For more tips on how to keep your body healthy, visit us at MD Home Health, and make sure you are getting the right amounts of sleep.


Easy Ways For the Elderly to Stay in Shape

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Though regular exercise has long since been proven to have a multitude of health benefits, many fail to make the effort to stay in shape.  As we get older and our bodies slow down, it can be even more difficult to pick ourselves off the couch for a jog around the park.  Multiple studies, however, show that exercise is extremely beneficial for the elderly, not only does it offset and prevent diseases typically associated with old age, it’s also been linked to improved mental health and higher life-expectancies.  This holds true even for those who have not previously engaged in an exercise routine.  Health experts recommend the elderly engage in a program that incorporates aerobic exercise, strength training, and flexibility.

Aerobic Exercise for the Elderly

Aerobic Exercise

Aerobic, or ‘cardio’, exercise is any activity that increases your heart rate, whether it’s biking, running, or dancing.  Engaging in aerobic exercise is key for the elderly to maintain a healthy weight by burning calories quickly.  To be effective, any aerobic activity should be at least 10 minutes of moderate to vigorous intensity.  The level of intensity any activity has will depend on each individual’s personal fitness level and it’s imperative that whatever regimen you participate in you start at a level you are comfortable and build slowly.

Strength Training

One of the most pressing problems for seniors is muscle loss and associated disease, occurring at higher rates for women than men. Strength is essential to everyday function, from lifting objects to walking up stairs, and incorporating even a little bit into an exercise program will help maintain muscle mass and improve balance.  Using free weights, machines, elastic bands, or your own body weight are all ways you can engage your muscles.  

Strength Weights for Elderly

Flexibility

As a rule, flexibility should be part of any exercise program and no where is this more true than for the elderly.  Stretching will help keep your joints healthy and increase your range of motion which makes you less prone to injury.  Tai chi and yoga are both excellent for choice for improving flexibility, but even a simple stretch routine will help.

Remain Physically Active & Choosing What You Love

The range of fitness levels in the elderly are extreme, some may be ready to run a marathon while others have a hard time getting out of a chair.  Building up an exercise regime will help you get the most out of your movement, but remaining physically active in everyday life is equally important.  For older seniors, simply increasing physical activity may be the first step to starting an exercise program. There’s ample opportunity to choose activities you love, whether it’s gardening or walking the dog.  Developing a program you enjoy will also help you stick with it as will doing so with a friend.   

For more tips on how to keep your body in shape, visit us at MD Home Health, and don’t forget to grab your best mate, get up, and get your heart pumping.


Keep Your Brain Healthy By Feeding It With Words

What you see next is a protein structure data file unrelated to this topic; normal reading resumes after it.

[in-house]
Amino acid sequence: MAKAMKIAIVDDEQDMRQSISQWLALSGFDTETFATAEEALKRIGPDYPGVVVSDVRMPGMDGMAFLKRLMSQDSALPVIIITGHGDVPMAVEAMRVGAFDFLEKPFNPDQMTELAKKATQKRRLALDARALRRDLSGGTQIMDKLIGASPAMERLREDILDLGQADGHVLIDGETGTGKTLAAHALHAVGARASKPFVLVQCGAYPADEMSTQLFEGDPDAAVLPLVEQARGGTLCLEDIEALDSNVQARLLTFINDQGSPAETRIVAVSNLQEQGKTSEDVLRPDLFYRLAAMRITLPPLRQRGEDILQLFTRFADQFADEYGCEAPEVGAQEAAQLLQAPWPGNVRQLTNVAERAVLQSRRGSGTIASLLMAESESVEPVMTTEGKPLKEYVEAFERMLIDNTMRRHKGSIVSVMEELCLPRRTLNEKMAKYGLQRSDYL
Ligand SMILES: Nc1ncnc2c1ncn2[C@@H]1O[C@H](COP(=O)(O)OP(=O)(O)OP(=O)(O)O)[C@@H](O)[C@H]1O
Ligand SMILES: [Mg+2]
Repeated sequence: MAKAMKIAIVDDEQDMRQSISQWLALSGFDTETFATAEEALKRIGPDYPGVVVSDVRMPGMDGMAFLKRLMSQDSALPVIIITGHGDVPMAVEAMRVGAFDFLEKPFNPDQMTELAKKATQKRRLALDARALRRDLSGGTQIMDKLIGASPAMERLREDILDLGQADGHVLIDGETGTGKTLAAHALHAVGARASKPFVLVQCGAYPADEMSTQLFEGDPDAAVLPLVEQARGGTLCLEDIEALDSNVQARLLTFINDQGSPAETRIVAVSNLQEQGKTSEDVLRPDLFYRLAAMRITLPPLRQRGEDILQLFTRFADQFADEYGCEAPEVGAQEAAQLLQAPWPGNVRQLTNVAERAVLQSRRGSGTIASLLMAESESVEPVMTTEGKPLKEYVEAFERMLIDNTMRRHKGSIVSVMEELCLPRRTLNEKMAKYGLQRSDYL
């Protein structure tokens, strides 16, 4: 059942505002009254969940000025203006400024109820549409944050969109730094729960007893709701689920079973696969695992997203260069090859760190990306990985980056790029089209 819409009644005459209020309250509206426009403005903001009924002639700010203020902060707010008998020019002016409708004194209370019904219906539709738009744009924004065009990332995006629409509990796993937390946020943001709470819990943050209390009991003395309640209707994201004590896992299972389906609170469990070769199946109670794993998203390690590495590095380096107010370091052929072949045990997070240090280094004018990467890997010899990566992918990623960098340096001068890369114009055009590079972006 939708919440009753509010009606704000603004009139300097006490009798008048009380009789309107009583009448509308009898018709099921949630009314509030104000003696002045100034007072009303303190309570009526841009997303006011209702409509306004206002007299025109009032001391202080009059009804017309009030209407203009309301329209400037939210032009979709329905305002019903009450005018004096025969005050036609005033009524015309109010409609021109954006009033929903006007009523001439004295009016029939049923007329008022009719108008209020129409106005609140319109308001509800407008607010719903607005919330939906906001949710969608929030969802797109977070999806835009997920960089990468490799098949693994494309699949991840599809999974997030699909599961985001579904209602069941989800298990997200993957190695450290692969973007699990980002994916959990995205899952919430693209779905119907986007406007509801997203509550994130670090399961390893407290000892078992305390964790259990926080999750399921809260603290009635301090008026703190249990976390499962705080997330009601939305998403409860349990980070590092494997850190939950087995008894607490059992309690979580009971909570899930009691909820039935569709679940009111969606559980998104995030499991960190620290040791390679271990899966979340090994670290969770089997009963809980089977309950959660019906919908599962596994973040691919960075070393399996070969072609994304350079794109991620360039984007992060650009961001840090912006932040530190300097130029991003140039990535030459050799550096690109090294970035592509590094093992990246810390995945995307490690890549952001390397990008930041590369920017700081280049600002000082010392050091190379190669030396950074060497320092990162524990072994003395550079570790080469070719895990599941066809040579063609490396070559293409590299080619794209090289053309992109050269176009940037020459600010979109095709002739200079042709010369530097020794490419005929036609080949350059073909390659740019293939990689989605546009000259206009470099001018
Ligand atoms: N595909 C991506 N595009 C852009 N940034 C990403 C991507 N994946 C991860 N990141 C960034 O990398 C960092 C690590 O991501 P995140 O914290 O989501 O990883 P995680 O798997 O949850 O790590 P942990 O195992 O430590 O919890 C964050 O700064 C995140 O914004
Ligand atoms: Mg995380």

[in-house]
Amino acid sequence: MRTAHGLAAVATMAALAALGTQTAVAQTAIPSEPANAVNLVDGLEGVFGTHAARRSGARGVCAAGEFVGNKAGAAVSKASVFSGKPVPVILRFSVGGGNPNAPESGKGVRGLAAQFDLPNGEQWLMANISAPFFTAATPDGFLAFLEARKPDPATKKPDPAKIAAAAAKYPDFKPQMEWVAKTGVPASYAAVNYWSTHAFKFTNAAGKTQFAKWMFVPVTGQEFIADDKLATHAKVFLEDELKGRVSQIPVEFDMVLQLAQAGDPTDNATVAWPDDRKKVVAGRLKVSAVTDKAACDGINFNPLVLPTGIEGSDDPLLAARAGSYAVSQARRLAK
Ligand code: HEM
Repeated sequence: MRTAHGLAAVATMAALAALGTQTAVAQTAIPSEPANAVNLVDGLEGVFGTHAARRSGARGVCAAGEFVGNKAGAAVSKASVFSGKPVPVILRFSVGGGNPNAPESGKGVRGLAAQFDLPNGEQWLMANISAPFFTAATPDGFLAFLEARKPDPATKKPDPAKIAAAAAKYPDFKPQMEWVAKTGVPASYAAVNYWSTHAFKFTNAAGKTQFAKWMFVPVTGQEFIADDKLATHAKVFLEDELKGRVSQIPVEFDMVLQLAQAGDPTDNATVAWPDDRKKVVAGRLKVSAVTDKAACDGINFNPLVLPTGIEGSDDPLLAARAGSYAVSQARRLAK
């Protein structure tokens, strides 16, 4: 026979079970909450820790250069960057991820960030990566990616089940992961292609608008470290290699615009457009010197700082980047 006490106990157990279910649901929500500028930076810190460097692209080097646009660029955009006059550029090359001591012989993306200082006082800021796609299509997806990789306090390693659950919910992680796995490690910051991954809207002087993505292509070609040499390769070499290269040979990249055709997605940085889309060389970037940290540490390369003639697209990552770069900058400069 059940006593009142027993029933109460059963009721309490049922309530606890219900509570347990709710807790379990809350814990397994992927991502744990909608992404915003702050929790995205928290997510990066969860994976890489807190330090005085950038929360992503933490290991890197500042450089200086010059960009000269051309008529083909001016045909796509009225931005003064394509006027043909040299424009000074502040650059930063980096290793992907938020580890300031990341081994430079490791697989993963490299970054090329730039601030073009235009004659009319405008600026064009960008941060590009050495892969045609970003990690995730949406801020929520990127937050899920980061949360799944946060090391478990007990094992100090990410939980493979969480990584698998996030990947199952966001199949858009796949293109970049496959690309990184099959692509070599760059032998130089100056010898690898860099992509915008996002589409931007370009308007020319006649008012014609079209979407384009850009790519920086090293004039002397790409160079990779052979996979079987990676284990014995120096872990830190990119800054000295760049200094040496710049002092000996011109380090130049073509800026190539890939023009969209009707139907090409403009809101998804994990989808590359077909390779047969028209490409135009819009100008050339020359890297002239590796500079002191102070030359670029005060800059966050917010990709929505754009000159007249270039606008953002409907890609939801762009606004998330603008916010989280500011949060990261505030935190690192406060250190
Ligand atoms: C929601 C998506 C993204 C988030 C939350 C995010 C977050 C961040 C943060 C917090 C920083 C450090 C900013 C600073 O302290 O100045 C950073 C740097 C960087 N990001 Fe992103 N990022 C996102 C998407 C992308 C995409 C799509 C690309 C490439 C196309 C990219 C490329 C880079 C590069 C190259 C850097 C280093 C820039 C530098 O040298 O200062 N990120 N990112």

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A good book is good for your health

In this digitally age, the Internet offers fast connections, videos at an accelerated speed and instant access to information  – all at a much faster rate than reading a traditional book. After all, why spend time flipping through 476 pages of Harry Potter when we can watch it in 3 hours on TV with sound effects and captivating graphics? Why waste time skimming the newspaper when we can access YouTube or even turn on NBC to the charming Brian Williams for updates instead? Even though we know that 99.9% of the time books offer a better experience, we still opt in for convenience and snuggle up to Netflix blockbusters instead of perusing through great novels.

However, recent studies suggest that reading information rather than streaming it online has better long-term benefits for the brain. Swapping the remote for a book can help fight against diseases while increasing memory and improving your social cognitive skills. Below are three benefits to how being a bookworm can boost your mental state and keep your brain healthy.

Reading may prevent Alzheimer’s disease

Just like exercising to keep the heart healthy, we need to stimulate the mind for a good workout to enhance our brain horsepower. According the study by the Proceedings of the National Academy of Sciences, adults who regularly challenge their intellectual curiosity with hobbies like reading, playing chess, or solving a Sudoku puzzle are 2.5 times less likely to be develop Alzheimer, a fatal brain condition that typically occurs after the age of 60.

The research conducted by Dr. Robert Friedland surveys people in their 70s and collected data on how participants enjoy their pastimes during early adulthood from age 20 to 39 through midlife from 40 to 60 years old. The study finds that subjects engaging in regular stimulating hobbies like reading a novel or knitting a sweater reduce the risk of Alzheimer from early on because they produce healthier brain cells to fight off destructive Alzheimer cells that kills off our brain neurons. The research emphasizes that though intellectual stimulation from early childhood does not completely immune individuals from the disease but trading in TVs for books will help delay the process.